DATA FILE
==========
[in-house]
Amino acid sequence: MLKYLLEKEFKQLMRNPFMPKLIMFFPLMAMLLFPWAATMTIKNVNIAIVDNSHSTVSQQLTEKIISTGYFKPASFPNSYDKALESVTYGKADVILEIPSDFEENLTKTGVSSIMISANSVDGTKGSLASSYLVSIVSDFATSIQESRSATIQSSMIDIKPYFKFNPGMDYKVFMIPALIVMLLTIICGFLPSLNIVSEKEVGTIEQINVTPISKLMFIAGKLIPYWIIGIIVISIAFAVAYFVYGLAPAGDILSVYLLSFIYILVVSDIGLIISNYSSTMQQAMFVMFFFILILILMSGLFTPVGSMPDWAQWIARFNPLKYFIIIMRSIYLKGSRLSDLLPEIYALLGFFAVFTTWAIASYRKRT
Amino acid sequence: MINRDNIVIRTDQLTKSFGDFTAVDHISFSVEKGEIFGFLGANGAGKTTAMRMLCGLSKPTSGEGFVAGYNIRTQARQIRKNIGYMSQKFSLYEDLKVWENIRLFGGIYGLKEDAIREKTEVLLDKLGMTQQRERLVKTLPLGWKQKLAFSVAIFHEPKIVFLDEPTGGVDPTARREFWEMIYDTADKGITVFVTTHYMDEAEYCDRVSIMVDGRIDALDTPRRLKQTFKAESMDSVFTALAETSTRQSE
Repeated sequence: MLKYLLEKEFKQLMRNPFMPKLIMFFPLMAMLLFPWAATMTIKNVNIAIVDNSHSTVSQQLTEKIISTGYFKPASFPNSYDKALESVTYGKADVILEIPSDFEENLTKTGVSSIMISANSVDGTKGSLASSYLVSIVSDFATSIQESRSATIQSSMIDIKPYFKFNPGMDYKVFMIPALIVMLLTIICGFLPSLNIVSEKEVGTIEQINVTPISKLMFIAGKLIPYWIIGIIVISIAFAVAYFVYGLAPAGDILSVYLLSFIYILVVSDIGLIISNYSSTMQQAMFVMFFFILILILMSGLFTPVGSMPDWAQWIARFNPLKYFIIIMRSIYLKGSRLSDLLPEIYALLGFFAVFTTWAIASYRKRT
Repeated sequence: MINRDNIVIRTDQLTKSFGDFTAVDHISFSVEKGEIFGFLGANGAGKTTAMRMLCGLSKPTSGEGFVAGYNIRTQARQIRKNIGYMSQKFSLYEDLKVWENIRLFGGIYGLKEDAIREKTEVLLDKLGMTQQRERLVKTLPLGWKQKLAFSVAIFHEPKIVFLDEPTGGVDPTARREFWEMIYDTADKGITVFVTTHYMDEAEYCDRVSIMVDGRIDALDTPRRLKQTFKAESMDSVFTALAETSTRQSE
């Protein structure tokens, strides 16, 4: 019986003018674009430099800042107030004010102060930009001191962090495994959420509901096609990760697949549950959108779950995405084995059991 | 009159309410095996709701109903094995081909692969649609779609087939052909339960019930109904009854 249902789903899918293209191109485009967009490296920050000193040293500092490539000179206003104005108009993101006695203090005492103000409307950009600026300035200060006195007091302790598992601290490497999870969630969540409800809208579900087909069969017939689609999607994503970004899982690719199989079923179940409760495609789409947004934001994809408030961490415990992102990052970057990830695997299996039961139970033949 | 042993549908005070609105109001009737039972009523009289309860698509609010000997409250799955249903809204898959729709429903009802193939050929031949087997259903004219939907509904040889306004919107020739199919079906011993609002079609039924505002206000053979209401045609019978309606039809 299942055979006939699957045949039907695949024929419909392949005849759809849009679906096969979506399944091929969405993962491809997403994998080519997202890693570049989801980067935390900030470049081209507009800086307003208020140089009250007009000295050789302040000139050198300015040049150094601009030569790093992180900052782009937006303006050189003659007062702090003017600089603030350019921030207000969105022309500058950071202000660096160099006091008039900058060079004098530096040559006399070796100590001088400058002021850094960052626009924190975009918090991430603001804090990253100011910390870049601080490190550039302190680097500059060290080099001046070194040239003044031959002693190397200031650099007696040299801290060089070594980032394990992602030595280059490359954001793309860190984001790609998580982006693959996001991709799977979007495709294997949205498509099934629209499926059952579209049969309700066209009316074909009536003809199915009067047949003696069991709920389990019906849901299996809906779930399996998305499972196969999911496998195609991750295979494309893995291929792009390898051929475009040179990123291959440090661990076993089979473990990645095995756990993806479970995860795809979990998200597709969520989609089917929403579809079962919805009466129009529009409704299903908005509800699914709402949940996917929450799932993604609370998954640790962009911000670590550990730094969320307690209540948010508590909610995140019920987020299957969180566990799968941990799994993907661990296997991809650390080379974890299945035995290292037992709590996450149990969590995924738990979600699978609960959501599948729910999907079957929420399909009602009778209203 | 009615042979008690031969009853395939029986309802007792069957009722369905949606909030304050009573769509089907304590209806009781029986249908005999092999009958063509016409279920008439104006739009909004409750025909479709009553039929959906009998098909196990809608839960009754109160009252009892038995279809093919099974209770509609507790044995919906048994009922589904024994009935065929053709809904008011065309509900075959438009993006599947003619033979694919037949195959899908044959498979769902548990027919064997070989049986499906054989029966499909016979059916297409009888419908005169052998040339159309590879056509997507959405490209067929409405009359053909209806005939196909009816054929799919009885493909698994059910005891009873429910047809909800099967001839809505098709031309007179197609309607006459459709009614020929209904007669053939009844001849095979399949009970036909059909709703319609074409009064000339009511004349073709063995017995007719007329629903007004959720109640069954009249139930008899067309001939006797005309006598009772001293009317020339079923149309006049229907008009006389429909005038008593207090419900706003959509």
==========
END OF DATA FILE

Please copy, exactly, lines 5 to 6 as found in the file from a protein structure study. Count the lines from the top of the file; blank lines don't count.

Repeated sequence: MINRDNIVIRTDQLTKSFGDFTAVDHISFSVEKGEIFGFLGANGAGKTTAMRMLCGLSKPTSGEGFVAGYNIRTQARQIRKNIGYMSQKFSLYEDLKVWENIRLFGGIYGLKEDAIREKTEVLLDKLGMTQQRERLVKTLPLGWKQKLAFSVAIFHEPKIVFLDEPTGGVDPTARREFWEMIYDTADKGITVFVTTHYMDEAEYCDRVSIMVDGRIDALDTPRRLKQTFKAESMDSVFTALAETSTRQSE
């Protein structure tokens, strides 16, 4: 019986003018674009430099800042107030004010102060930009001191962090495994959420509901096609990760697949549950959108779950995405084995059991 | 009159309410095996709701109903094995081909692969649609779609087939052909339960019930109904009854 249902789903899918293209191109485009967009490296920050000193040293500092490539000179206003104005108009993101006695203090005492103000409307950009600026300035200060006195007091302790598992601290490497999870969630969540409800809208579900087909069969017939689609999607994503970004899982690719199989079923179940409760495609789409947004934001994809408030961490415990992102990052970057990830695997299996039961139970033949 | 042993549908005070609105109001009737039972009523009289309860698509609010000997409250799955249903809204898959729709429903009802193939050929031949087997259903004219939907509904040889306004919107020739199919079906011993609002079609039924505002206000053979209401045609019978309606039809 299942055979006939699957045949039907695949024929419909392949005849759809849009679906096969979506399944091929969405993962491809997403994998080519997202890693570049989801980067935390900030470049081209507009800086307003208020140089009250007009000295050789302040000139050198300015040049150094601009030569790093992180900052782009937006303006050189003659007062702090003017600089603030350019921030207000969105022309500058950071202000660096160099006091008039900058060079004098530096040559006399070796100590001088400058002021850094960052626009924190975009918090991430603001804090990253100011910390870049601080490190550039302190680097500059060290080099001046070194040239003044031959002693190397200031650099007696040299801290060089070594980032394990992602030595280059490359954001793309860190984001790609998580982006693959996001991709799977979007495709294997949205498509099934629209499926059952579209049969309700066209009316074909009536003809199915009067047949003696069991709920389990019906849901299996809906779930399996998305499972196969999911496998195609991750295979494309893995291929792009390898051929475009040179990123291959440090661990076993089979473990990645095995756990993806479970995860795809979990998200597709969520989609089917929403579809079962919805009466129009529009409704299903908005509800699914709402949940996917929450799932993604609370998954640790962009911000670590550990730094969320307690209540948010508590909610995140019920987020299957969180566990799968941990799994993907661990296997991809650390080379974890299945035995290292037992709590996450149990969590995924738990979600699978609960959501599948729910999907079957929420399909009602009778209203 | 009615042979008690031969009853395939029986309802007792069957009722369905949606909030304050009573769509089907304590209806009781029986249908005999092999009958063509016409279920008439104006739009909004409750025909479709009553039929959906009998098909196990809608839960009754109160009252009892038995279809093919099974209770509609507790044995919906048994009922589904024994009935065929053709809904008011065309509900075959438009993006599947003619033979694919037949195959899908044959498979769902548990027919064997070989049986499906054989029966499909016979059916297409009888419908005169052998040339159309590879056509997507959405490209067929409405009359053909209806005939196909009816054929799919009885493909698994059910005891009873429910047809909800099967001839809505098709031309007179197609309607006459459709009614020929209904007669053939009844001849095979399949009970036909059909709703319609074409009064000339009511004349073709063995017995007719007329629903007004959720109640069954009249139930008899067309001939006797005309006598009772001293009317020339079923149309006049229907008009006389429909005038008593207090419900706003959509």